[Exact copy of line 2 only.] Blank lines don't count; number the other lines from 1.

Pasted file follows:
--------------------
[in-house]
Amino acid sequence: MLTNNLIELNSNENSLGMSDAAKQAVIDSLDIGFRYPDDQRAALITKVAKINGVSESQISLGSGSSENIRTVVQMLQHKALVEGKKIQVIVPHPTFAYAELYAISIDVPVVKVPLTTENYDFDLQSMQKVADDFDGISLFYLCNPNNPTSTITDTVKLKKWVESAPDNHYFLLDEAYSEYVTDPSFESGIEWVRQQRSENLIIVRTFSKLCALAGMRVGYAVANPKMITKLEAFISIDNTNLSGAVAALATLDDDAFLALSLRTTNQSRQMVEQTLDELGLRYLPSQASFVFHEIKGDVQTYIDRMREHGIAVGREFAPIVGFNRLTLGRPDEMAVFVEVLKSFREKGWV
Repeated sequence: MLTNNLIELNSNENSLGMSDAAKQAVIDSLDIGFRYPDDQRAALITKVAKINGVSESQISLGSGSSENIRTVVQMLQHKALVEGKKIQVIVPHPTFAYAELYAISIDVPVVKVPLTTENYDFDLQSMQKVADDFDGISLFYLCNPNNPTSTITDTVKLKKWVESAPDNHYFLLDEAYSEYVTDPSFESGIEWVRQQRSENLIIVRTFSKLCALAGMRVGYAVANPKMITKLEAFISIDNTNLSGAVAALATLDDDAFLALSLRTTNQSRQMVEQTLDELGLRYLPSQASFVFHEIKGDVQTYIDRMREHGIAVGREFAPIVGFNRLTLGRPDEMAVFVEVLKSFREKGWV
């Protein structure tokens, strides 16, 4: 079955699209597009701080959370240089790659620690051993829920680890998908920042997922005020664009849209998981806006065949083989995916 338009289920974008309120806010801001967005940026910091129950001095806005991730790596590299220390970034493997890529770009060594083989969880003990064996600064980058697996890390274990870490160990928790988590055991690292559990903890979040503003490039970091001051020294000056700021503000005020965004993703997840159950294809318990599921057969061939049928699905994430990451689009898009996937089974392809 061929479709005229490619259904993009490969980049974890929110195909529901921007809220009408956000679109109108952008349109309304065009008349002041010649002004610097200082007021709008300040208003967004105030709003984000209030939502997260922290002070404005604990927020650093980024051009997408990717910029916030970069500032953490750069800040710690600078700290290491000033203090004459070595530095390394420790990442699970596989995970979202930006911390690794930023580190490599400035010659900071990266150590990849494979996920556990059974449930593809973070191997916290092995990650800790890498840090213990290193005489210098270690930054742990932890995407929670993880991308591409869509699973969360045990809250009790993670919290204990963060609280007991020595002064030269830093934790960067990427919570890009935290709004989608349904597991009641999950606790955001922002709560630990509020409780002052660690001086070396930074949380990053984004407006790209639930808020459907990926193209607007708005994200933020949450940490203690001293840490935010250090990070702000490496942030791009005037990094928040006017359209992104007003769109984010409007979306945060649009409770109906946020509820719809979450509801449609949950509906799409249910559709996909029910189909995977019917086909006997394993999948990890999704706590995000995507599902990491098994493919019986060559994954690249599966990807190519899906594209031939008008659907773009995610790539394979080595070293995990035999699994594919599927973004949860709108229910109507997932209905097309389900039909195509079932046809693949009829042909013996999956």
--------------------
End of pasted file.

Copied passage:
Amino acid sequence: MLTNNLIELNSNENSLGMSDAAKQAVIDSLDIGFRYPDDQRAALITKVAKINGVSESQISLGSGSSENIRTVVQMLQHKALVEGKKIQVIVPHPTFAYAELYAISIDVPVVKVPLTTENYDFDLQSMQKVADDFDGISLFYLCNPNNPTSTITDTVKLKKWVESAPDNHYFLLDEAYSEYVTDPSFESGIEWVRQQRSENLIIVRTFSKLCALAGMRVGYAVANPKMITKLEAFISIDNTNLSGAVAALATLDDDAFLALSLRTTNQSRQMVEQTLDELGLRYLPSQASFVFHEIKGDVQTYIDRMREHGIAVGREFAPIVGFNRLTLGRPDEMAVFVEVLKSFREKGWV